Parallel merged multiplier-accumulator coprocessor optimized for digital filters
ABSTRACT In an attempt to improve the speed of VLSI signal processing systems, a new architecture for a high-speed multiply–accumulate (MAC) unit optimized for digital filters is proposed. This unit is designed as a coprocessor for the LEON2 RISC processor [LEON2 Processor; 2005 [Online]. ]. In this work, four parallel MAC units with two dual-port coefficient register-files, a three-port general register-file and a control unit are included in the coprocessing block. With the existence of four parallel units, several SIMD format instructions have been added to LEON2 instruction set. Each MAC unit has two 16-bit inputs, 32-bit output register and a programmable round-saturate block. The MAC unit uses a new architecture which embeds the accumulate module within the partial products summation tree of the multiplier with minimum overhead. A central control unit controls inputs of the four MACs and loading of the output registers. Our experimental results demonstrate a high performance in implementation of digital filters at elevated speeds of up to 33 millions of input samples per second in a 0.18μm technology.
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ABSTRACT: This paper presents a dependence graph (DG) to visualize and describe a merged multiply-accumulate (MAC) hardware that is based on the modified Booth algorithm (MBA). The carry-save technique is used in the Booth encoder, the Booth multiplier, and the accumulator sections to ensure the fastest possible implementation. The DG applies to any MAC data word size and allows designing multiplier structures that are regular and have minimal delay, sign-bit extensions, and datapath width. Using the DG, a fast pipelined implementation is proposed, in which an accurate delay model for deep submicron CMOS technology is used. The delay model describes multi-level gate delays, taking into account input ramp and output loading. Based on the delay model, the proposed pipelined parallel MAC design is three times faster than other parallel MAC schemes that are based on the MBA. The speedup resulted from merging the accumulate and the multiply operations and the wide use of carry-save techniquesIEEE Transactions on Circuits and Systems II Analog and Digital Signal Processing 10/2000; DOI:10.1109/82.868458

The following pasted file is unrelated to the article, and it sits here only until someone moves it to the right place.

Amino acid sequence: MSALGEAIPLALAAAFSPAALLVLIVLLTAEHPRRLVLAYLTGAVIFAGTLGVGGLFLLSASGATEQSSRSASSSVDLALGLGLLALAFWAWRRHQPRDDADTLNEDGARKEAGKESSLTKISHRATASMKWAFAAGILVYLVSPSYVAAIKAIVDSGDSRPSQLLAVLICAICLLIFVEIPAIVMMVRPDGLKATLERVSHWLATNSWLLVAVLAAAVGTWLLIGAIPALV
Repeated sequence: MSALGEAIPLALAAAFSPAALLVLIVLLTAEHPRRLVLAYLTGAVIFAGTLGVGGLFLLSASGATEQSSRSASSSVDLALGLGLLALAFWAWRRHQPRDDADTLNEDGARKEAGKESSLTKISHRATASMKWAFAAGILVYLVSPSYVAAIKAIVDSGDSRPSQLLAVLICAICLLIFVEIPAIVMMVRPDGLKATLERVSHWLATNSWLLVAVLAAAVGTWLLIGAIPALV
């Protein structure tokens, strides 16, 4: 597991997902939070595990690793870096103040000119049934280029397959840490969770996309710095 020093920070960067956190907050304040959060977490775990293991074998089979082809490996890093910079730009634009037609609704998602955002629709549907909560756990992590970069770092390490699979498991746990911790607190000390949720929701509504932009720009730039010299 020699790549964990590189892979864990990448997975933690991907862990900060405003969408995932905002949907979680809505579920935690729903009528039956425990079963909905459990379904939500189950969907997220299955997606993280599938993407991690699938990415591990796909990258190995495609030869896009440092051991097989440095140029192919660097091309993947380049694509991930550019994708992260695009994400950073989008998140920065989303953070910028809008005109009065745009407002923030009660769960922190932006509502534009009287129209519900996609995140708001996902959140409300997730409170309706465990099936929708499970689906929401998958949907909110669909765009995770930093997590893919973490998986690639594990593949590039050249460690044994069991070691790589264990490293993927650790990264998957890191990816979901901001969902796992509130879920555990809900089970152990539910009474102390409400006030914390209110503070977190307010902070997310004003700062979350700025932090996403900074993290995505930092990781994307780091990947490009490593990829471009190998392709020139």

Article: A Suggestion for a Fast Multiplier[Show abstract] [Hide abstract]
ABSTRACT: It is suggested that the economics of present large-scale scientific computers could benefit from a greater investment in hardware to mechanize multiplication and division than is now common. As a move in this direction, a design is developed for a multiplier which generates the product of two numbers using purely combinational logic, i.e., in one gating step. Using straightforward diode-transistor logic, it appears presently possible to obtain products in under 1, Â¿sec, and quotients in 3 Â¿sec. A rapid square-root process is also outlined. Approximate component counts are given for the proposed design, and it is found that the cost of the unit would be about 10 per cent of the cost of a modern large-scale computer.IEEE Transactions on Electronic Computers 03/1964; DOI:10.1109/PGEC.1964.263830
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ABSTRACT: An MIMD multiprocessor digital signal-processing (DSP) chip containing four 64-b processing elements (PE's) interconnected by a 128-b pipelined split transaction bus (STBus) is presented. Each PE contains a 32-b RISC core with DSP enhancements and a 64-b single-instruction, multiple-data vector coprocessor with four 16-b MAC/s and a vector reduction unit. PEs are connected to the STBus through reconfigurable dual-ported snooping L1 cache memories that support shared memory multiprocessing using a modified-MESI data coherency protocol. High-bandwidth data transfers between system memory and on-chip caches are managed in a pipelined memory controller that supports multiple outstanding transactions. An embedded RTOS dynamically schedules multiple tasks onto the PEs. Process synchronization is achieved using cached semaphores. The 200-mm<sup>2</sup>, 0.25-μm CMOS chip operates at 100 MHz and dissipates 4 W from a 3.3-V supplyIEEE Journal of Solid-State Circuits 04/2000; DOI:10.1109/4.826824 · 3.11 Impact Factor